Sex hormone levels at midlife linked to heart disease risk in women
Obesity, Fitness & Wellness Week
The first-of-its-kind evaluation, supported by the
The results call for further research to evaluate the menopause-related dynamic changes in sex hormones on the quality of cholesterol carriers over time, as well as increased emphasis on the importance of healthy diet and exercise for women undergoing menopause.
"Higher levels of HDL, or what we know as 'good cholesterol,' may not always be protective, as we have thought before," said lead investigator
"We found that lower levels of estradiol, one of the main hormonal changes that mark menopause, are associated with low-quality cholesterol carriers, which have been found to predict risk for heart disease," she said. "Our results suggest that there may be value in using advanced testing methods to evaluate changes in cholesterol carriers' quality in women early in menopause so that doctors can recommend appropriate diet and lifestyle changes."
Cholesterol travels through the bloodstream in small particles called lipoproteins, or cholesterol carriers. Conventional blood tests show the amount of cholesterol carried by these lipoproteins, rather than the characteristics of the lipoproteins themselves. There are two major types of lipoproteins: high-density lipoprotein (HDL), which helps keep cholesterol from building up in the arteries, and low density lipoprotein (LDL), the main source of cholesterol buildup and blockage in the arteries. Research studies have shown that the characteristics of LDL and HDL particles, including the number and size of these particles, significantly predict risk of heart disease.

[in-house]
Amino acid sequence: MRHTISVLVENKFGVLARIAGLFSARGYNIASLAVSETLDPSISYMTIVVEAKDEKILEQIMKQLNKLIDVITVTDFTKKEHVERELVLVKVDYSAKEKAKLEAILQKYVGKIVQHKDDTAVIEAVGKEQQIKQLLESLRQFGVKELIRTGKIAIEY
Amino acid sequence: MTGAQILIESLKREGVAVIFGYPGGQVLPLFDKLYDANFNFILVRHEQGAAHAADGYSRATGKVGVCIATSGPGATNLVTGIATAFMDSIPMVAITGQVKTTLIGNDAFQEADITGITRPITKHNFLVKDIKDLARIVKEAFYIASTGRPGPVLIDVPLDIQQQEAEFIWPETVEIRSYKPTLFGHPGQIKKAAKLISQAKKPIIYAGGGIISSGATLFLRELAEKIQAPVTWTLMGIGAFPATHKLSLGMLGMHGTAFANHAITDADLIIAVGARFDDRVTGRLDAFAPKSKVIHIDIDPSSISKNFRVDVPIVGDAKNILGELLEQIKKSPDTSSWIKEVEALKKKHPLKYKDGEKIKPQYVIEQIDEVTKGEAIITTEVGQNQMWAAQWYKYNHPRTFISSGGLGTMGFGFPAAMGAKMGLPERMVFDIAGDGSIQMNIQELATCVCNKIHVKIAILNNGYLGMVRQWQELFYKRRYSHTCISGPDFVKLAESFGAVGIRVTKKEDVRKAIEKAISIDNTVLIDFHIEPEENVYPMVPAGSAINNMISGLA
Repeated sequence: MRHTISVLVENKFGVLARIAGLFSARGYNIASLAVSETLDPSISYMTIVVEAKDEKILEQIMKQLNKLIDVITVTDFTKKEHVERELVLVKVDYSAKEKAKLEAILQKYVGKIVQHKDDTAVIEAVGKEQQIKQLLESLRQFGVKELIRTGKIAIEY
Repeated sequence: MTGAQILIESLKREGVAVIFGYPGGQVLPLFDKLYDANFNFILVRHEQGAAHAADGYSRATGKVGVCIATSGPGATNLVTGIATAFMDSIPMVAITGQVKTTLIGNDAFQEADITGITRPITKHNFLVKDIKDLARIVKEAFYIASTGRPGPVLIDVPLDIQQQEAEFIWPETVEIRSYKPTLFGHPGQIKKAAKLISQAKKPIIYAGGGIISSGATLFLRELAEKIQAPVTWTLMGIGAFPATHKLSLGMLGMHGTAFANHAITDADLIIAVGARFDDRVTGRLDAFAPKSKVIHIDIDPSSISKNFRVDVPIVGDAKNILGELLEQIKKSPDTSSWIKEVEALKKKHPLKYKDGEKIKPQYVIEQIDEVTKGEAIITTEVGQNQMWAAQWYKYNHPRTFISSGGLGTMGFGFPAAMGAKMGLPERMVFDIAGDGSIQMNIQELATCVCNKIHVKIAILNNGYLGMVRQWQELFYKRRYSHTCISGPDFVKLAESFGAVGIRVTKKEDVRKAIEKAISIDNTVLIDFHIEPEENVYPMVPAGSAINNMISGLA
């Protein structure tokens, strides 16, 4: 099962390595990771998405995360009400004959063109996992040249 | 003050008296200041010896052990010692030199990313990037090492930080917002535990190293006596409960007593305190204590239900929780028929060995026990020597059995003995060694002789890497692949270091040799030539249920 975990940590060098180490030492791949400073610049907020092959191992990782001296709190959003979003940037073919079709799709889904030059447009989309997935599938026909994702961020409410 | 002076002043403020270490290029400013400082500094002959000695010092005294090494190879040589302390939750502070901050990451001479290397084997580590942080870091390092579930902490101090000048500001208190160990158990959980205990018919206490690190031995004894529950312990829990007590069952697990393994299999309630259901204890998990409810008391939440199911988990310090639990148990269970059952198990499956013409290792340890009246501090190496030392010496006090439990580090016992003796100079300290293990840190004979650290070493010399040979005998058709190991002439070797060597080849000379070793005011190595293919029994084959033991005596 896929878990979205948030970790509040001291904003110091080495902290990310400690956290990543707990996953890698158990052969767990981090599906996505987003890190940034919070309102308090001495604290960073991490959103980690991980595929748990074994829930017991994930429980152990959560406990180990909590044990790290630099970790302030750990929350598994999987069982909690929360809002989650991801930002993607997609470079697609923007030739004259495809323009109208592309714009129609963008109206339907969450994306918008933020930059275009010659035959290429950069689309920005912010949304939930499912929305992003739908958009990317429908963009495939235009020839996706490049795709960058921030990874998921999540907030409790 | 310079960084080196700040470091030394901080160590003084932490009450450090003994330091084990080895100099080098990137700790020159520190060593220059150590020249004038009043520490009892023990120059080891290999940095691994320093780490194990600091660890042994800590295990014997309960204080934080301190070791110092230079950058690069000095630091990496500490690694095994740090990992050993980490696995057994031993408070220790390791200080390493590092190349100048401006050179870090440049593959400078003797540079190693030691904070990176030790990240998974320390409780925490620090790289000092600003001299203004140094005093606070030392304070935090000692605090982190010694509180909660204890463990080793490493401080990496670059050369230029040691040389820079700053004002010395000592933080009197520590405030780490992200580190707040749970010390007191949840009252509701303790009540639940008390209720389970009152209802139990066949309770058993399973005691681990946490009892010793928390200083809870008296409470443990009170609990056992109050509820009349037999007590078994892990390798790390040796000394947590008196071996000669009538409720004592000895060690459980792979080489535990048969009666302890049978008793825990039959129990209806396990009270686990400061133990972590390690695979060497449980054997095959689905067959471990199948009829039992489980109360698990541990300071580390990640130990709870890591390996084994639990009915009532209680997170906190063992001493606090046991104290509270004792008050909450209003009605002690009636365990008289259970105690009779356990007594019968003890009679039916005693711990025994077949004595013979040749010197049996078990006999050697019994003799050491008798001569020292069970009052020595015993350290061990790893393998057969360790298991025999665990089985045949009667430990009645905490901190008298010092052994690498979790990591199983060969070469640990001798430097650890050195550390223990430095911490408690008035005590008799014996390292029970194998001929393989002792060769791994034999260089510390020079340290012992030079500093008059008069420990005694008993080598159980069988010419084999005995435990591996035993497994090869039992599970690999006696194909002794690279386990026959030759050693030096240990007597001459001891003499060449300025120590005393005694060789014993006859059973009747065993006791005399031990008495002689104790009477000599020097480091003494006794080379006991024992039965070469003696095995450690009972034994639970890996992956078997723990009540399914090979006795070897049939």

Previous studies evaluating the associations between sex hormones and cardiovascular disease as women went through menopause looked only at cholesterol measured through conventional blood tests. Dr.
The study evaluated 120 women from
SWAN is an ongoing study of the biological, physical, psychological and social changes in more than 3,000 middle aged women who were recruited at seven sites across the U.S. The goal is to help scientists, health care providers and women learn how mid-life experiences affect health and quality of life during aging.
"As a woman transitions to menopause, many biological changes take place that can put her at greater risk of many conditions, including osteoporosis and heart disease," said Dr.
Keywords for this news article include: Lipids, Cardiology, Lipoproteins, Heart Disease, Risk and Prevention, Peptides and Proteins,
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